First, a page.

The hair of the dog may cure more than hangovers.
Researchers in a report released Tuesday said infants living in a home with two or more dogs or cats during the first year of life are less likely to have the kind of allergic reactions that lead to asthma and other problems later on.
In addition the impact of early exposure to the animals seems to have a protective effect against other common allergens such as mold and grass.
"Physicians have been told for 30 years that having dogs and cats in the household in the first few years of life increases the child's chance of being allergic (but) our study shows just the opposite," said the report's chief author, Dennis Ownby of the Medical College of Georgia in Augusta.
"Exposure to two or more cats or dogs in the house during the first year of life reduces the probability that a child would have any positive skin test to common allergens by about 50 percent," he said.
"I think at this point if the parent isn't allergic to pets, but they do have other allergies and they're very concerned, then having multiple pets in the house is probably a good idea, at least for the first couple of years of the child's life," Ownby added.
The report, published in this week's Journal of the American Medical Association, said the mechanism involved for the protective effect remains unclear.
One possibility is that early exposure causes the immune system to to produce protective antibodies but without allergic sensitization. Another thought, the authors said, is that the antibodies are triggered by exposure to bacterial products from the animals.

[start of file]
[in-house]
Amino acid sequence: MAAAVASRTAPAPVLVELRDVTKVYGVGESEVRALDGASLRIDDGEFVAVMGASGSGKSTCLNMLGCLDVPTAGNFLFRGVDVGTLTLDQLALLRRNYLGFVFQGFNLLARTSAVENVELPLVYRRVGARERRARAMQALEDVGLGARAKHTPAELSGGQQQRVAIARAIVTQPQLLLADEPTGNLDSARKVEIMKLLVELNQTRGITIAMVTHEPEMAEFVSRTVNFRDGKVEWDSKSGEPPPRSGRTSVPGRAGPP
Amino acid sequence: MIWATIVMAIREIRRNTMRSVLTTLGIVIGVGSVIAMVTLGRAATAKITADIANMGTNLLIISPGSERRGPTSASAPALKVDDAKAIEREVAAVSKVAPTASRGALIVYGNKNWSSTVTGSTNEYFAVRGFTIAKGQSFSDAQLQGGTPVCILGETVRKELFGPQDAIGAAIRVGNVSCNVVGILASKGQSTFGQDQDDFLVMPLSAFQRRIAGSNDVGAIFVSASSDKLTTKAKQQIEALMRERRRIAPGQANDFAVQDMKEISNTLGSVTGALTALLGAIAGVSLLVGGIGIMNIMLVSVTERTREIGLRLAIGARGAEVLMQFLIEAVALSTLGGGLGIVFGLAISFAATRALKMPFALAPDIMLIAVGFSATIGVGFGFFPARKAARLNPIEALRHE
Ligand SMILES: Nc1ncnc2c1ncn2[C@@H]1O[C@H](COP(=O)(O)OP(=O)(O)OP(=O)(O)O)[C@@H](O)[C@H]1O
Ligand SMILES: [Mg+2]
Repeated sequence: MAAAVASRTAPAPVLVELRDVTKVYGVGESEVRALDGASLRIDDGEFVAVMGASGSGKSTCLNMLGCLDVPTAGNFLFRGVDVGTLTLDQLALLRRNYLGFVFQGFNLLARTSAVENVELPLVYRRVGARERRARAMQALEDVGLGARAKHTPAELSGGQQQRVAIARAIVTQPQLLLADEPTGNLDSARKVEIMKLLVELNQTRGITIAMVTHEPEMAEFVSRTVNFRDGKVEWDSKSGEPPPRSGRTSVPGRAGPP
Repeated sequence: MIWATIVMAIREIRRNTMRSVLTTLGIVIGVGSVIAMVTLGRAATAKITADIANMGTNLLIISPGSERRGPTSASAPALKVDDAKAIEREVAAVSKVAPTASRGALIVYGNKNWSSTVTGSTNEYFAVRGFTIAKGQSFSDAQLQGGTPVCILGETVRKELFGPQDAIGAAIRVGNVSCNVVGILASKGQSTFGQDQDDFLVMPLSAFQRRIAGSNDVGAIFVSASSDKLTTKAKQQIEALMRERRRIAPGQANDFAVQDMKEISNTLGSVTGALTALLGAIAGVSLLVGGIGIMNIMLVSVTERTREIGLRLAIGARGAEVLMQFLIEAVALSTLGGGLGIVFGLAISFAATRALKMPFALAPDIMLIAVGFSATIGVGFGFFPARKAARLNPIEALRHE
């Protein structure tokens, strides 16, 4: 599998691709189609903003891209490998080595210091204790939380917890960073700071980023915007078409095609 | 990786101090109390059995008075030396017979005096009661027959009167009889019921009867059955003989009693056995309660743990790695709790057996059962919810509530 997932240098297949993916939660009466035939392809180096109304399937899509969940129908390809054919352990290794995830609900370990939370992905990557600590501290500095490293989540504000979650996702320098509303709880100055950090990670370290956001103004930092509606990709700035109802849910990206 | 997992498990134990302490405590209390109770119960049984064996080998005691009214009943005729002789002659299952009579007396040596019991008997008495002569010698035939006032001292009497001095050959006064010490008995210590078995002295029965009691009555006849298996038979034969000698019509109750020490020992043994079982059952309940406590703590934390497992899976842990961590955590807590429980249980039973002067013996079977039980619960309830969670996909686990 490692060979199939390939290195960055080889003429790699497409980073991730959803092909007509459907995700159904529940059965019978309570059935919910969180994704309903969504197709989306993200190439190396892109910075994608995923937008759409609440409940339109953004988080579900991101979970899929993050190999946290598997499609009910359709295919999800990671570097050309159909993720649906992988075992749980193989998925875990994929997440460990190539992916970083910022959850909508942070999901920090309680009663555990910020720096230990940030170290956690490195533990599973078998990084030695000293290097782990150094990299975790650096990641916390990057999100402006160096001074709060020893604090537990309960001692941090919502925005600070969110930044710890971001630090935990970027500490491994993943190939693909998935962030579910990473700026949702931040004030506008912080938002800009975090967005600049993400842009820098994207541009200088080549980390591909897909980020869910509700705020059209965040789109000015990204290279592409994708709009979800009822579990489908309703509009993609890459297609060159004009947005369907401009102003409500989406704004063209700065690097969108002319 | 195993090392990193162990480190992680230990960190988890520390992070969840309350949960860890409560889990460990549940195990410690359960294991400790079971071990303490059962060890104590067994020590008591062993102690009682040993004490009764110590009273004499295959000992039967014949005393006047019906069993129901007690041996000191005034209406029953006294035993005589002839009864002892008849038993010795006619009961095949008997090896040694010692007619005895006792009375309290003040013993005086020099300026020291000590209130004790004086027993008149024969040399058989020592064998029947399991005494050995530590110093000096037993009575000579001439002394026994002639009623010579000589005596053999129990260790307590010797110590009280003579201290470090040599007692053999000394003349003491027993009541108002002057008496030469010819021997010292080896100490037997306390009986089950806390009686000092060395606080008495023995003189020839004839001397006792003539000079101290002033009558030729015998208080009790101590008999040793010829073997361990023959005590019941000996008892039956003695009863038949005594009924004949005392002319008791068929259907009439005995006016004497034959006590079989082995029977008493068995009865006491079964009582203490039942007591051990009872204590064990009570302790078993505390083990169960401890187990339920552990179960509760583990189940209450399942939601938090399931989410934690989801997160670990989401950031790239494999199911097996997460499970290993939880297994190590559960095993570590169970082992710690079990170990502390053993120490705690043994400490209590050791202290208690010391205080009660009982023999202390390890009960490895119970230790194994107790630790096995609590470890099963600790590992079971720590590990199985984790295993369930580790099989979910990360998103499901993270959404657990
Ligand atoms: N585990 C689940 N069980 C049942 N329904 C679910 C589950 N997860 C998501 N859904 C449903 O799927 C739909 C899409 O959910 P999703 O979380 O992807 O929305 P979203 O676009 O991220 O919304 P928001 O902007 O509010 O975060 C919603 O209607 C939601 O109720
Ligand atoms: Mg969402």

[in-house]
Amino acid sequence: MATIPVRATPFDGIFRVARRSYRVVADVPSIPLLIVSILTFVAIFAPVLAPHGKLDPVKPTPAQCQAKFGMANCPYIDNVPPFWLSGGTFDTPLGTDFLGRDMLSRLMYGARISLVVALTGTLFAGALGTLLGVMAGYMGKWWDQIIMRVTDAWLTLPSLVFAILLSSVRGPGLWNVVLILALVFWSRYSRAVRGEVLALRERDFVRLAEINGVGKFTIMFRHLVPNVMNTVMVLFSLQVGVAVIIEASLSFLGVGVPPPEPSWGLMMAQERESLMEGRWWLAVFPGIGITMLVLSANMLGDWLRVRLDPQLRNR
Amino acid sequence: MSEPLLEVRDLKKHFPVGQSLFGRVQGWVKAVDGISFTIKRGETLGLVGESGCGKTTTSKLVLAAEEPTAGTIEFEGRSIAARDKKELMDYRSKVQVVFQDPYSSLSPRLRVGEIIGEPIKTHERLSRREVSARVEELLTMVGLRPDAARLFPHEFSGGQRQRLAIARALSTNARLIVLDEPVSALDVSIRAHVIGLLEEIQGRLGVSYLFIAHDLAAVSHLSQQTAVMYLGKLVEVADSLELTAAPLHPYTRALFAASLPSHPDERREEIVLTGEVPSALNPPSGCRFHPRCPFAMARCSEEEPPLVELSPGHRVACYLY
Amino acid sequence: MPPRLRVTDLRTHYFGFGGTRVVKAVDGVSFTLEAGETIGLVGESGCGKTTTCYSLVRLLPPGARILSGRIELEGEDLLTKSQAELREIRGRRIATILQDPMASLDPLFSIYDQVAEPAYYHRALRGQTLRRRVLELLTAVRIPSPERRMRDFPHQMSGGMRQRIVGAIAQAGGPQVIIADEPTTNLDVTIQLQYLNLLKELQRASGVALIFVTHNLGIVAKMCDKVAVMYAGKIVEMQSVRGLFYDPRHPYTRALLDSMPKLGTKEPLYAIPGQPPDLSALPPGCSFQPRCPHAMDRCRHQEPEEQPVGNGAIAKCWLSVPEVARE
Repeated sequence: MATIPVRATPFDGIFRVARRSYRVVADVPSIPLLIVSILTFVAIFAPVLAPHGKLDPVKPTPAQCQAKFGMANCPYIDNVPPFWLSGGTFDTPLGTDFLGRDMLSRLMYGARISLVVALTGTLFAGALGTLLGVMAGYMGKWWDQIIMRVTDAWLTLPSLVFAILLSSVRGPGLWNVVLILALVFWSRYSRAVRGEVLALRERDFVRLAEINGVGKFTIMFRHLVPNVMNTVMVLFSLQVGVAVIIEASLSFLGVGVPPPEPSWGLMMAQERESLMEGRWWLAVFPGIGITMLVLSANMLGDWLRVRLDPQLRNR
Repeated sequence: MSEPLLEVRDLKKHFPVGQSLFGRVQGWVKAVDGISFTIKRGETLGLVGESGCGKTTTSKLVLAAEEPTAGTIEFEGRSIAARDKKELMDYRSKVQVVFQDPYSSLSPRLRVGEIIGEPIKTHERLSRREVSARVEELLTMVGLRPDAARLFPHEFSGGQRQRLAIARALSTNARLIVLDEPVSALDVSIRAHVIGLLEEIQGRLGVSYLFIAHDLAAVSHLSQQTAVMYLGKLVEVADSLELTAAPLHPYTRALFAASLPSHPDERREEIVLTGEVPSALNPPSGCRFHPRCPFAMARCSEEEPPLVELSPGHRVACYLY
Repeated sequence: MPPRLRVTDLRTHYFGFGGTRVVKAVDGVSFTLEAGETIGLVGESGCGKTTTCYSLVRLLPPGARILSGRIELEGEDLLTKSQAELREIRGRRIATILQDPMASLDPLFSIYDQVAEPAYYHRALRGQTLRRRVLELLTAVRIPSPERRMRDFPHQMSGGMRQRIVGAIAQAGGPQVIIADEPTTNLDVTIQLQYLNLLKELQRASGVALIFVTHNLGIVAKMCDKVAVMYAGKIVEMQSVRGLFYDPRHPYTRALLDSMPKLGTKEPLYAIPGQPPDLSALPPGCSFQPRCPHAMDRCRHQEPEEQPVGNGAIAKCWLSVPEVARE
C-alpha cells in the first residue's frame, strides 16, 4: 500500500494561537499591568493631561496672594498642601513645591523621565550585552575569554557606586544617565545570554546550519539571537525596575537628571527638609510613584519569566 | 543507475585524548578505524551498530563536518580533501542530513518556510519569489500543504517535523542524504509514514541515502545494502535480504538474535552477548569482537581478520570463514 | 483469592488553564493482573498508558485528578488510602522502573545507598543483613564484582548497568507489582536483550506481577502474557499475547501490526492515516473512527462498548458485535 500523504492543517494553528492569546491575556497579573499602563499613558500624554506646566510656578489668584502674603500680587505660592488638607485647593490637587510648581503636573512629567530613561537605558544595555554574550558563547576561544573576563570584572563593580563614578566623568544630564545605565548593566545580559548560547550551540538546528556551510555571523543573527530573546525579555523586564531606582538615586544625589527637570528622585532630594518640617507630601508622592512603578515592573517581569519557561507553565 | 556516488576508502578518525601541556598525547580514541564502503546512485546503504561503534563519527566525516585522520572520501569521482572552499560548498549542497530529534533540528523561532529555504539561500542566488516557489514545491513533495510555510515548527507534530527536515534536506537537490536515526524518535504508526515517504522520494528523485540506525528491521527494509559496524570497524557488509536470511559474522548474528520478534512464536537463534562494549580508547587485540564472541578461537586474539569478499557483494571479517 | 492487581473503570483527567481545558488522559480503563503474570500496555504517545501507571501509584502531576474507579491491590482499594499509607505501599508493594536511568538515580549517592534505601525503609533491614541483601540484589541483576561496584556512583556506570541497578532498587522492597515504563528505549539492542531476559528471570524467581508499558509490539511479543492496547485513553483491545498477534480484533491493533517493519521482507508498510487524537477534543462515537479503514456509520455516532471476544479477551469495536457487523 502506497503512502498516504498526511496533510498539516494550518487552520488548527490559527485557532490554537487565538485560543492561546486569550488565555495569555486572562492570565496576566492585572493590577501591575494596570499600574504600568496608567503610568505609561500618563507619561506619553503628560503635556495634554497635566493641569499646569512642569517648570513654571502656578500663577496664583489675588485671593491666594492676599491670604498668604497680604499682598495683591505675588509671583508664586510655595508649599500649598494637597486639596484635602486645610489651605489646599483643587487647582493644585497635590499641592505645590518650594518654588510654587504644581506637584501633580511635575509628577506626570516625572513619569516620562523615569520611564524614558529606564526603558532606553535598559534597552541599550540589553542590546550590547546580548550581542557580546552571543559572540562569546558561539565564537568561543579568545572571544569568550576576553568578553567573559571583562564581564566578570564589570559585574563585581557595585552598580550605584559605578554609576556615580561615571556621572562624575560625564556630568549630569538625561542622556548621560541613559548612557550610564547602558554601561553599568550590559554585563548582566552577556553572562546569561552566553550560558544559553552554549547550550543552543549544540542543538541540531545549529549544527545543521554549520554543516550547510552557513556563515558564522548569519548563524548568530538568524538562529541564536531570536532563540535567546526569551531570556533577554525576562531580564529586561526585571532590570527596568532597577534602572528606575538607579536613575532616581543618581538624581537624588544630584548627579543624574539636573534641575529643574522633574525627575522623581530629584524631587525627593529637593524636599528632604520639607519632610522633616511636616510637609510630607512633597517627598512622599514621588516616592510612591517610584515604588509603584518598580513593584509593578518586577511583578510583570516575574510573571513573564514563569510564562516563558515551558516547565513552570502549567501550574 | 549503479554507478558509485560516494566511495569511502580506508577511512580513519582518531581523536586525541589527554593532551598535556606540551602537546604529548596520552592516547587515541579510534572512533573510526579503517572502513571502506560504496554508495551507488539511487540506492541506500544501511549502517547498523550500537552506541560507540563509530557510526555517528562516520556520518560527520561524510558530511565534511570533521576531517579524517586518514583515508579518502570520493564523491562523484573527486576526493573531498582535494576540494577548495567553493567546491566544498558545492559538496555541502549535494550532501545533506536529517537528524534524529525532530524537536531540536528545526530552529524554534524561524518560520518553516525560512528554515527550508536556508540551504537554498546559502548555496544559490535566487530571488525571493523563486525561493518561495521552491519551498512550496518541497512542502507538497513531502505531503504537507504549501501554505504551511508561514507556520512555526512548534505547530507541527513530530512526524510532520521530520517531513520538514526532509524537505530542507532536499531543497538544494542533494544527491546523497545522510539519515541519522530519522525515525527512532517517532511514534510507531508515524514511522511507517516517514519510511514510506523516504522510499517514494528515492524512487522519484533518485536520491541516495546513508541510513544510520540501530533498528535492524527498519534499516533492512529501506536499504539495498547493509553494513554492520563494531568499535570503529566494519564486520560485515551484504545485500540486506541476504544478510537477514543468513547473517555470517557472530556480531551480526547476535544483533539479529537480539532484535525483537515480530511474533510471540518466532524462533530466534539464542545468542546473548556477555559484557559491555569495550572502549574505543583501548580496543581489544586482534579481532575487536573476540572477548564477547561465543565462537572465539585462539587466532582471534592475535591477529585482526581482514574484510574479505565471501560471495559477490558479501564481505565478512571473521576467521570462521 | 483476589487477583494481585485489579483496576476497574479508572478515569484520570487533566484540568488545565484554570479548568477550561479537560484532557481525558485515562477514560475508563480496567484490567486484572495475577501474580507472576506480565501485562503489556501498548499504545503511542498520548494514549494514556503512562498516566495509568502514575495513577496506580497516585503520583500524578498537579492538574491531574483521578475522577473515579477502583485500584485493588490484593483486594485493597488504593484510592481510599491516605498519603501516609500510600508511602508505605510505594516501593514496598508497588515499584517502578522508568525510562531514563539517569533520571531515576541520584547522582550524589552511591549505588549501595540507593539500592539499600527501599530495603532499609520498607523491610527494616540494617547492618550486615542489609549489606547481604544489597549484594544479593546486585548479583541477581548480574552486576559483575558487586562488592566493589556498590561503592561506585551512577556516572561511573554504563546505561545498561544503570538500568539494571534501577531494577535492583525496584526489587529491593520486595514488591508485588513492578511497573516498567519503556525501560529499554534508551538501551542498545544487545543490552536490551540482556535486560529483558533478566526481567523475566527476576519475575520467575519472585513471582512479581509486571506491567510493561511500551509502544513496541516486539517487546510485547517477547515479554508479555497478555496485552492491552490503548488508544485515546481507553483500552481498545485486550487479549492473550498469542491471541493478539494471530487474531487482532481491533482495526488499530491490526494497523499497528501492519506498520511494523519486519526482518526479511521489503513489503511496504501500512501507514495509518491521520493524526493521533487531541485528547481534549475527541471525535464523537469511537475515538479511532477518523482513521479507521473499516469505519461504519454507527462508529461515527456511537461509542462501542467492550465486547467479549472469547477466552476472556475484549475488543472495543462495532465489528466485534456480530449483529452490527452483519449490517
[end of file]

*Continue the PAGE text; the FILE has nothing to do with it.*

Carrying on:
Ownby's study covered 474 healthy, full-term infants born between April 15, 1987 and Aug. 31, 1989, in suburban Detroit. The children were followed up yearly to between the ages of 6 and 7 at which time they were tested for allergic sensitization with skin pricks using several common allergens including dust mites, dog, cat, short ragweed and blue grass.
The tests found that more than 33 percent of the children with no dog or cat exposure in the first year of life had positive results, indicating allergic sensitivity to one or more of the skin pricks.
Slightly more children who had been exposed to one cat or dog had a positive result but only 15.4 percent of the youngsters exposed to two or more dogs or cats had a positive allergy showing, the study said.
After taking into account such factors as parental smoking, dust mite allergen levels, older siblings and presence of dogs or cats later in childhood, children who were exposed to two or more cats or dogs in the first year of life had a 77 percent lower risk of having a positive reaction on a skin prick test, the study said.
More research will be needed to determine if the effect persists beyond the age of six or seven, the authors said.
The study was funded by the National Institute of Allergic and Infectious Diseases, Henry Ford Hospital and by a grant from the National Institute for Environmental Health Sciences.
The authors said a review of medical literature found that most studies had concluded early exposure to dogs and cats increased the risk of asthma and wheezing in children older than six.
But they said there have been some earlier isolated studies that went in the other direction, including reports that children living on farms having contact with livestock had lower allergy problems in later life.
Thomas Platts-Mills of the University of Virginia Health Sciences Center said in an editorial in the same issue commenting on the study that its most striking and unexplained finding is that the protective effect extends beyond animals to other common allergens such as grasses, pollens and molds.
"Although the underlying mechanisms remain to be resolved, this finding presents an opportunity to investigate the immunopathology of allergic disease including asthma," he said.